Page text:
Commonwealth Journal


August 11, 2011

Nuisance Law is Ambiguous

Somerset — Dear Editor,

We were especially interested in Heather Tomlinson’s article in the Commonwealth Journal’s July 31 edition concerning the Pulaski County “nuisance” ordinance. Our recent experience with Pulaski County Fiscal Court Ordinance No. 930.1 demonstrates not only ambiguity, but that the ordinance does not go far enough to protect residents from property owner abuses and neglect, and to eliminate public nuisances.

We live in a partially wooded residential area, and residents take great pride in their homes and landscaping. Actions by owners (wealthy, prominent citizens of Pulaski County) of nine lots in our community cause substantial annoyance to our community, interfere with residents’ enjoyment of their properties, reduce property values, create fire hazards and may have violated a community restriction regarding business use.

The owners logged the properties of the largest trees to sell as timber, leaving huge piles of small trees and branches that remain after nine months. Although owners of other undeveloped lots in the community keep their lots mowed and clean of such debris, the owners of these nine lots have refused to do the same, ignoring a request by all residents of the community to do so. As a result, these lots are not being maintained in a manner consistent with a residential community, creating a public nuisance.

Based on the provision of the county ordinance that states it “shall apply to unmowed or unmaintained lots in subdivisions,” we filed a formal nuisance complaint with Pulaski County on behalf of the residents.

The ordinance states that “discarded items constitute a public nuisance, detrimental to the welfare and convenience of the inhabitants of Pulaski County” and that “it is the public policy of this county to prohibit the keeping of discarded items on private property within the unincorporated limits of the county and such discarded items are hereby declared to be public nuisances.”

Regardless, the review board determined that the ordinance does not address the situation in our community. Apparently, this determination is based on the ordinance’s stating that discarded items “includes, but not limited to household refuse, items for or used in recycling, motor vehicles, auto body parts, tires, boats, home appliances and furniture, in a dilapidated or apparently inoperable condition ... discarded on private property for more than thirty (30) consecutive days.”

Since this definition of discarded items includes household refuse and is not limited to what is specified, the debris left on these nine lots could certainly be considered discarded items left by the logging process.

Nine months far exceeds 30 consecutive days.

If the definition is too restrictive for common sense judgments, then it needs to be improved. It seems the “unmaintained lots in subdivisions” provision had no bearing on the review board’s decision.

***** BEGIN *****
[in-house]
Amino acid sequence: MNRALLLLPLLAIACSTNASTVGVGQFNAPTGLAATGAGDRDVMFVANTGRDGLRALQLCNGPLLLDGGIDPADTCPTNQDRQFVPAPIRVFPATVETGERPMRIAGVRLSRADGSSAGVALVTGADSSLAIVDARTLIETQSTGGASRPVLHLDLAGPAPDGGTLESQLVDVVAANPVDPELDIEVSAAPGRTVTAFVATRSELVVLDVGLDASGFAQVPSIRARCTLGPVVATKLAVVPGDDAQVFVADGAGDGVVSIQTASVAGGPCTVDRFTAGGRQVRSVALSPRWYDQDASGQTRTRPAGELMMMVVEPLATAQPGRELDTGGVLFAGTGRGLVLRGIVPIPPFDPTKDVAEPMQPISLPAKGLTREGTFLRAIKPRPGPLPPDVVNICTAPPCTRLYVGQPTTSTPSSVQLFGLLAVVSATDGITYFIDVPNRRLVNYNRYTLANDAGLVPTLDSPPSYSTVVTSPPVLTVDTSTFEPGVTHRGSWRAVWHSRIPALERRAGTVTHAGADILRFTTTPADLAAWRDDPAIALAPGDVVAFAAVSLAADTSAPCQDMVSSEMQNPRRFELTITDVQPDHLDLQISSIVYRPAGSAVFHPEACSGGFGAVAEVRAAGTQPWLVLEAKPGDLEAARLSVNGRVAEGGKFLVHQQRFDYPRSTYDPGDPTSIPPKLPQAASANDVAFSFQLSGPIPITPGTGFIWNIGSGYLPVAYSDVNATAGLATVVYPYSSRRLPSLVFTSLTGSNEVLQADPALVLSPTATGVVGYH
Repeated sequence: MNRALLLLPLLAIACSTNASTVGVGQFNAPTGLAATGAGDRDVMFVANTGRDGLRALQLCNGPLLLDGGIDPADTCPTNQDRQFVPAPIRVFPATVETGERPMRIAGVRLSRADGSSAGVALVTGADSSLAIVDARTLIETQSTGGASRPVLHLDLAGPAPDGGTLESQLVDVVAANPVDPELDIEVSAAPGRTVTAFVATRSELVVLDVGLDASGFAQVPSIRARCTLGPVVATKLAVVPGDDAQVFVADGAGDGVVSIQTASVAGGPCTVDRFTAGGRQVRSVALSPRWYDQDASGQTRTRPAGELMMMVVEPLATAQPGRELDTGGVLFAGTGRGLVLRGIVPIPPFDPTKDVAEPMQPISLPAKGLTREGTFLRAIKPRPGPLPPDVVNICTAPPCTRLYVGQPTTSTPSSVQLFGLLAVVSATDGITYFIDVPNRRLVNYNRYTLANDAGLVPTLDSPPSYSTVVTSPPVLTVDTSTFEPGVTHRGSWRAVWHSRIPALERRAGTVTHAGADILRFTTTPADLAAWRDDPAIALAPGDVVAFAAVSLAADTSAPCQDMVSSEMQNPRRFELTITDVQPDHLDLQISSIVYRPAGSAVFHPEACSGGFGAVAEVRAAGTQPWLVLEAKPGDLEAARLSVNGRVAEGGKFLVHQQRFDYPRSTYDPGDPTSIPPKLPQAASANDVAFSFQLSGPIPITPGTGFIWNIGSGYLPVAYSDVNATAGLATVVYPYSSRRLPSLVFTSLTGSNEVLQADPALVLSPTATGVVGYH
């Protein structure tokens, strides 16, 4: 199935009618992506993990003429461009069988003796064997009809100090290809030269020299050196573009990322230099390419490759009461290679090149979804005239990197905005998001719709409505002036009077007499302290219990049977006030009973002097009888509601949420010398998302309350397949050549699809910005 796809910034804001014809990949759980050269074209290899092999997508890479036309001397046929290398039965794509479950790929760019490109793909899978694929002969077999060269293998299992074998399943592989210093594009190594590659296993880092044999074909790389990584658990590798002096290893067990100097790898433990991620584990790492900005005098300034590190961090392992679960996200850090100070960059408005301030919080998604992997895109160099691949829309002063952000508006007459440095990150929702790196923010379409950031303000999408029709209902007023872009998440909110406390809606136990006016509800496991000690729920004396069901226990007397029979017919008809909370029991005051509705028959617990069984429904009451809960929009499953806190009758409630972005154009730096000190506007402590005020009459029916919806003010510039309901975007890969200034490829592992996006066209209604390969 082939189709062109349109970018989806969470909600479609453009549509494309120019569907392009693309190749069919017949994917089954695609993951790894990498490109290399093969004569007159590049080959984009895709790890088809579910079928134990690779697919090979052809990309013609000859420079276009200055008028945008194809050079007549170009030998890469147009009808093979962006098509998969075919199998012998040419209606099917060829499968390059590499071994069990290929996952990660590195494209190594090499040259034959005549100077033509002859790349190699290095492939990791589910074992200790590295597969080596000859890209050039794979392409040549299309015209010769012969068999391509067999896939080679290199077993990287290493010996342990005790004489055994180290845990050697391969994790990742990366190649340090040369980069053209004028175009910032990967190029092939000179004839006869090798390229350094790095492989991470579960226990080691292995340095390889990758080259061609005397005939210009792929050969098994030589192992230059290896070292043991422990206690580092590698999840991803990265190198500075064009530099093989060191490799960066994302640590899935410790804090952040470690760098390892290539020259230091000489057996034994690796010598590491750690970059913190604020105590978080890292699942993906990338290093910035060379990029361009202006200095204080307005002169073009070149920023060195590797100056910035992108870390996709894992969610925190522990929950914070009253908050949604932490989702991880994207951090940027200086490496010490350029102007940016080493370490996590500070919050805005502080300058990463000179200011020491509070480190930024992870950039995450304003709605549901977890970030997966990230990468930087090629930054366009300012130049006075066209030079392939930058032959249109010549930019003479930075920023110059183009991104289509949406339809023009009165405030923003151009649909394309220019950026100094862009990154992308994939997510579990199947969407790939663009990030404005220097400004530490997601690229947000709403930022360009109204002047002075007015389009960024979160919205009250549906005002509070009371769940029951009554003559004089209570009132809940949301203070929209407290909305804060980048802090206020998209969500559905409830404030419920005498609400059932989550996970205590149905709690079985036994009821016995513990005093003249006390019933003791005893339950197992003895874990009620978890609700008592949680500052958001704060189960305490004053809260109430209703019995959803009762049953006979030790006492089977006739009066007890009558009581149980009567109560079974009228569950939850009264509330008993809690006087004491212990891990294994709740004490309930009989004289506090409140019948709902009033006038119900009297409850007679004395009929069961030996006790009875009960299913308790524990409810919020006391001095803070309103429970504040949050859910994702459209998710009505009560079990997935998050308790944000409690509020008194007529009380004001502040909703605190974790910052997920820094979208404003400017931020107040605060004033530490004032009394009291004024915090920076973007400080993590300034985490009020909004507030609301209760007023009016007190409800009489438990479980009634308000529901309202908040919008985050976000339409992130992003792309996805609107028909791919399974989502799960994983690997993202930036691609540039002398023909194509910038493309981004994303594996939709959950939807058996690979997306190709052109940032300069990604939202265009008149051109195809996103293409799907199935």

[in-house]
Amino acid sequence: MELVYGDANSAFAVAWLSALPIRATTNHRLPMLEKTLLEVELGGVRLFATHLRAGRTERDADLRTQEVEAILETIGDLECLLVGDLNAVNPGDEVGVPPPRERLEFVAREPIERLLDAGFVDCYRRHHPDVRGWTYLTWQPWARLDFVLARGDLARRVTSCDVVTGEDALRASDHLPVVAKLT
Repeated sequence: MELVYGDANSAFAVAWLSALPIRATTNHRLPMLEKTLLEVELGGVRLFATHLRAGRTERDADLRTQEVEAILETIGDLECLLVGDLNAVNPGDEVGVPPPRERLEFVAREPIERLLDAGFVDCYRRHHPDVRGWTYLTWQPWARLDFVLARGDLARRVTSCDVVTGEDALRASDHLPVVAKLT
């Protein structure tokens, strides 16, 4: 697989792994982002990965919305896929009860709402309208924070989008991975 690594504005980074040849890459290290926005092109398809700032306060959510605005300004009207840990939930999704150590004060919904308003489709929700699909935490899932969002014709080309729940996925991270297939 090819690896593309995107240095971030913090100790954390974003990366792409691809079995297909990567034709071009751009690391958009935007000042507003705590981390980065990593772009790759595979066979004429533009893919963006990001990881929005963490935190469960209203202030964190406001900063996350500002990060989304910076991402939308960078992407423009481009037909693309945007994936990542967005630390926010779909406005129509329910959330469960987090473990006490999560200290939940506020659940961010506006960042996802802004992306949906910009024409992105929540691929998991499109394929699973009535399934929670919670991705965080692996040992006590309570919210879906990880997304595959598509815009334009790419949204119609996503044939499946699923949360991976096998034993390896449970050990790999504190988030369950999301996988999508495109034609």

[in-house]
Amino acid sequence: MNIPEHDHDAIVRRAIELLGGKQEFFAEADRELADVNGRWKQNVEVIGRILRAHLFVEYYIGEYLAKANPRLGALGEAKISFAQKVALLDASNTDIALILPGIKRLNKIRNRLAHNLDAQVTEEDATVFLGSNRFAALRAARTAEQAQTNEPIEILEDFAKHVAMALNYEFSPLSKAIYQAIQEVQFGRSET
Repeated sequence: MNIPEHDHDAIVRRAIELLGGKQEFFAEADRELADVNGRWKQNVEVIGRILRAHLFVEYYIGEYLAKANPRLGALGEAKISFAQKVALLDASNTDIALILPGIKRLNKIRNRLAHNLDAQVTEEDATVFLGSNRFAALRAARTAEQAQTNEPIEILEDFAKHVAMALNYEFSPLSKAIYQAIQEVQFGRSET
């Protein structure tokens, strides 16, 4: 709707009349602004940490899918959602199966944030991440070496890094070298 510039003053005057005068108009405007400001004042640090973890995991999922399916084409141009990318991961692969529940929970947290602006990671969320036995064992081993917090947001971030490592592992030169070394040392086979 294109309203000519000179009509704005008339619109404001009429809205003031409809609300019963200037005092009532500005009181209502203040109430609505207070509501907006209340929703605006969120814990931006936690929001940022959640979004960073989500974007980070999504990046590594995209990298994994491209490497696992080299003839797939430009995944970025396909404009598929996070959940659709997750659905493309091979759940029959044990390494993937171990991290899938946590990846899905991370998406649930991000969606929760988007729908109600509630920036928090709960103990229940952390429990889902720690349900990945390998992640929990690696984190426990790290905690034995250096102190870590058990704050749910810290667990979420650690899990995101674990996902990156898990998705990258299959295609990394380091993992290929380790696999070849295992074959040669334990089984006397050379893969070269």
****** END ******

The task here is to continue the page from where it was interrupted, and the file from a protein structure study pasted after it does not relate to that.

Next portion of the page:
That such wide disparity occurs when applying Pulaski County’s “nuisance” ordinance attests to its weakness and poor enforcement.

Conditions cited in Kentucky statutes regarding nuisances and blighted properties in neighborhoods were apparently not considered by the review board. For example, the statutes make reference to fire hazards, reduced property values, substantial announce to communities, and interference with residents’ use and enjoyment of their properties.

Most of the applicable Kentucky statues seem to apply to counties with a first-class city; (ironically, Kentucky only has one first-class city). However, their language could easily be included in Pulaski County’s nuisance ordinance, significantly strengthening it and providing firm legal recourse for offended residents.

For example, Kentucky Statute 82.710 states that when local governments enact a nuisance code, the ordinance should “provide for the establishment of a hearing board and hearing officers and the procedures to be followed by the hearing board and hearing officers.”

Apparently, Pulaski County has a review board. However, the county’s ordinance does not have a provision that establishes (1) a review board; (2) how board members are determined and by whom; (3) number of board members; (4) board procedures; and (5) controls to prevent conflict of interest. Further, Kentucky statutes on nuisance provide for a judge or jury to award damages to property owners adversely affected by the nuisance. The Pulaski County ordinance does not contain such a provision.

Without such provisions, a review board can act with impunity and be unduly influenced by wealthy, prominent citizens. Based on our experience, the county’s “nuisance” ordinance allows a review board substantial discretion, and it does not adequately address public nuisances, leading to judgments that are not always in the best interest of residential neighborhoods.

Al Steiner

Bob Sibal

Wondering Woods Drive

Somerset, KY 42503

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